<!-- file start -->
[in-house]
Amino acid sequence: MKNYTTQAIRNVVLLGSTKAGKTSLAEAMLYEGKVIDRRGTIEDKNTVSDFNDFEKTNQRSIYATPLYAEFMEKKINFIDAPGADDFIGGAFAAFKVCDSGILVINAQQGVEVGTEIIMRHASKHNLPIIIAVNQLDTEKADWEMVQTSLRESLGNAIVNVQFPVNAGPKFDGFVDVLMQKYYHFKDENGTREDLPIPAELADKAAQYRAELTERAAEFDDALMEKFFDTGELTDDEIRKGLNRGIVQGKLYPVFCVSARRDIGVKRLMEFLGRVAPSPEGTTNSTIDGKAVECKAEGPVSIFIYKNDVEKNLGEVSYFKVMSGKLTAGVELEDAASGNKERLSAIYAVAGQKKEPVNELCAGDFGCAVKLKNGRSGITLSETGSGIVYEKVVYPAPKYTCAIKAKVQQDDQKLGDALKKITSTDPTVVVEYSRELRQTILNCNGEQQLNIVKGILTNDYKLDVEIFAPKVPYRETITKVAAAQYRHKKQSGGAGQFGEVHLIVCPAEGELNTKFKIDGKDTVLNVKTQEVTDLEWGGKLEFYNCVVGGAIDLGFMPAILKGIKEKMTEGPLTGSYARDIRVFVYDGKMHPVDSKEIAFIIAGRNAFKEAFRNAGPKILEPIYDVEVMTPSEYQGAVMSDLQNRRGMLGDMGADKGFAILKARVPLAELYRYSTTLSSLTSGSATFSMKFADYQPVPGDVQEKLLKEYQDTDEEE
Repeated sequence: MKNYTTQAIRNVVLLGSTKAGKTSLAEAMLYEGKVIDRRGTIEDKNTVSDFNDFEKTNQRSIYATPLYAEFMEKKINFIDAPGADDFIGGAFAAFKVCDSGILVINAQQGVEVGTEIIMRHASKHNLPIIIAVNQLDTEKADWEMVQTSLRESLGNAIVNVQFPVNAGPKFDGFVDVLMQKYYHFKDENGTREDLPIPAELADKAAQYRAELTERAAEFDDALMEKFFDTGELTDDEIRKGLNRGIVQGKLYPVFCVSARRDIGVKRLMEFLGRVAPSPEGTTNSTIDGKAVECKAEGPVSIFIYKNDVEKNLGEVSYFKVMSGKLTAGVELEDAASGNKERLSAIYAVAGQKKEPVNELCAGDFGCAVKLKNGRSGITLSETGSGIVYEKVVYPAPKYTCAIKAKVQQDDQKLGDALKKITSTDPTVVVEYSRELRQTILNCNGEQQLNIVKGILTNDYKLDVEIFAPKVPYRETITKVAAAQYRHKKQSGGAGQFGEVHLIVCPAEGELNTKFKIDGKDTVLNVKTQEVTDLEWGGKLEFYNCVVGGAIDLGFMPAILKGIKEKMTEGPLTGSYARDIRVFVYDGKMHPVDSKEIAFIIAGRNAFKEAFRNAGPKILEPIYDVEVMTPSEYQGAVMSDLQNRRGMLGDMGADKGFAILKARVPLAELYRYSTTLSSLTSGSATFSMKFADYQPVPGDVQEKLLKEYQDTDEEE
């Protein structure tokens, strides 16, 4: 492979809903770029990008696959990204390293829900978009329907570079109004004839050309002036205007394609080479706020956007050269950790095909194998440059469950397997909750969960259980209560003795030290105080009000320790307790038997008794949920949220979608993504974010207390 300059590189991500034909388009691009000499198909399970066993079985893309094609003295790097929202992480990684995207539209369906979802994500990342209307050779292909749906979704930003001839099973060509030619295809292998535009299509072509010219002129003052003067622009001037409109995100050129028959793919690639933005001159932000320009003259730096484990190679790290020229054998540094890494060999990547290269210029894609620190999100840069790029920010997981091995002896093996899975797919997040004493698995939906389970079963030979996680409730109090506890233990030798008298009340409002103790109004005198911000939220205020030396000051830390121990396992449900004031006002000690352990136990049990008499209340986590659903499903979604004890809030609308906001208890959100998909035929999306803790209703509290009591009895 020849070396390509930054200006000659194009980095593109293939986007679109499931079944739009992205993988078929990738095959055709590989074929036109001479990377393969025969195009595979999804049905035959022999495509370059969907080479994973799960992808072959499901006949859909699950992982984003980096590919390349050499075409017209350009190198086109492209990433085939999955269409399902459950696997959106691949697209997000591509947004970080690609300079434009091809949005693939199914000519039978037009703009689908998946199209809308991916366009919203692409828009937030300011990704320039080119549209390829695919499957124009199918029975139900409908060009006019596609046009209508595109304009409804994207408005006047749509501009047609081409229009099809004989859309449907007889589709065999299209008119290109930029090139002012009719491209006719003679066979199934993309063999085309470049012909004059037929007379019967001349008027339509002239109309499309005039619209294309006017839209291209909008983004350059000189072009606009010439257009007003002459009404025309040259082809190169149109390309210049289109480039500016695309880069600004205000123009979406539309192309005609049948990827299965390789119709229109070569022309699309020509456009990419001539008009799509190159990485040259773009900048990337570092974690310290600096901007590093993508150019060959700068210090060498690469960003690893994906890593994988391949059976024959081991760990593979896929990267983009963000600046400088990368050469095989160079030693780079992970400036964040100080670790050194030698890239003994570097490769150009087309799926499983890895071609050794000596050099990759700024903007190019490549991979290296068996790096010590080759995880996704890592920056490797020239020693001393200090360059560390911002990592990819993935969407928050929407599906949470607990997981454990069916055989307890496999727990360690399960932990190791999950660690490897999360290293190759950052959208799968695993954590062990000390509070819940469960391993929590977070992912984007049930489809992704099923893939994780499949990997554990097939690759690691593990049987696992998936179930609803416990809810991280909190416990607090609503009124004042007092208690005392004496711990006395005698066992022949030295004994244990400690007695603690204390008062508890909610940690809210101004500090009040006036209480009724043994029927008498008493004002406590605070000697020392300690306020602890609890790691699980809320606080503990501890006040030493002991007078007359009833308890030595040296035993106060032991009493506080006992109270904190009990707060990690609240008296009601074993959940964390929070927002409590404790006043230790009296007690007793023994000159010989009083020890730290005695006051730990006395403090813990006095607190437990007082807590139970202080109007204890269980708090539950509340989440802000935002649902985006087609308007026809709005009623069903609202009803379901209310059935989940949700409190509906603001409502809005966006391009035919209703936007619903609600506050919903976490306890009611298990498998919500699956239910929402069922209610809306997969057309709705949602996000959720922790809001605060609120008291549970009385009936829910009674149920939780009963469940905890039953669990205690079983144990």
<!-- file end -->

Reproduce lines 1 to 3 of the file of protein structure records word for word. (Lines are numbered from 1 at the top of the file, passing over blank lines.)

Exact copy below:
[in-house]
Amino acid sequence: MKNYTTQAIRNVVLLGSTKAGKTSLAEAMLYEGKVIDRRGTIEDKNTVSDFNDFEKTNQRSIYATPLYAEFMEKKINFIDAPGADDFIGGAFAAFKVCDSGILVINAQQGVEVGTEIIMRHASKHNLPIIIAVNQLDTEKADWEMVQTSLRESLGNAIVNVQFPVNAGPKFDGFVDVLMQKYYHFKDENGTREDLPIPAELADKAAQYRAELTERAAEFDDALMEKFFDTGELTDDEIRKGLNRGIVQGKLYPVFCVSARRDIGVKRLMEFLGRVAPSPEGTTNSTIDGKAVECKAEGPVSIFIYKNDVEKNLGEVSYFKVMSGKLTAGVELEDAASGNKERLSAIYAVAGQKKEPVNELCAGDFGCAVKLKNGRSGITLSETGSGIVYEKVVYPAPKYTCAIKAKVQQDDQKLGDALKKITSTDPTVVVEYSRELRQTILNCNGEQQLNIVKGILTNDYKLDVEIFAPKVPYRETITKVAAAQYRHKKQSGGAGQFGEVHLIVCPAEGELNTKFKIDGKDTVLNVKTQEVTDLEWGGKLEFYNCVVGGAIDLGFMPAILKGIKEKMTEGPLTGSYARDIRVFVYDGKMHPVDSKEIAFIIAGRNAFKEAFRNAGPKILEPIYDVEVMTPSEYQGAVMSDLQNRRGMLGDMGADKGFAILKARVPLAELYRYSTTLSSLTSGSATFSMKFADYQPVPGDVQEKLLKEYQDTDEEE
Repeated sequence: MKNYTTQAIRNVVLLGSTKAGKTSLAEAMLYEGKVIDRRGTIEDKNTVSDFNDFEKTNQRSIYATPLYAEFMEKKINFIDAPGADDFIGGAFAAFKVCDSGILVINAQQGVEVGTEIIMRHASKHNLPIIIAVNQLDTEKADWEMVQTSLRESLGNAIVNVQFPVNAGPKFDGFVDVLMQKYYHFKDENGTREDLPIPAELADKAAQYRAELTERAAEFDDALMEKFFDTGELTDDEIRKGLNRGIVQGKLYPVFCVSARRDIGVKRLMEFLGRVAPSPEGTTNSTIDGKAVECKAEGPVSIFIYKNDVEKNLGEVSYFKVMSGKLTAGVELEDAASGNKERLSAIYAVAGQKKEPVNELCAGDFGCAVKLKNGRSGITLSETGSGIVYEKVVYPAPKYTCAIKAKVQQDDQKLGDALKKITSTDPTVVVEYSRELRQTILNCNGEQQLNIVKGILTNDYKLDVEIFAPKVPYRETITKVAAAQYRHKKQSGGAGQFGEVHLIVCPAEGELNTKFKIDGKDTVLNVKTQEVTDLEWGGKLEFYNCVVGGAIDLGFMPAILKGIKEKMTEGPLTGSYARDIRVFVYDGKMHPVDSKEIAFIIAGRNAFKEAFRNAGPKILEPIYDVEVMTPSEYQGAVMSDLQNRRGMLGDMGADKGFAILKARVPLAELYRYSTTLSSLTSGSATFSMKFADYQPVPGDVQEKLLKEYQDTDEEE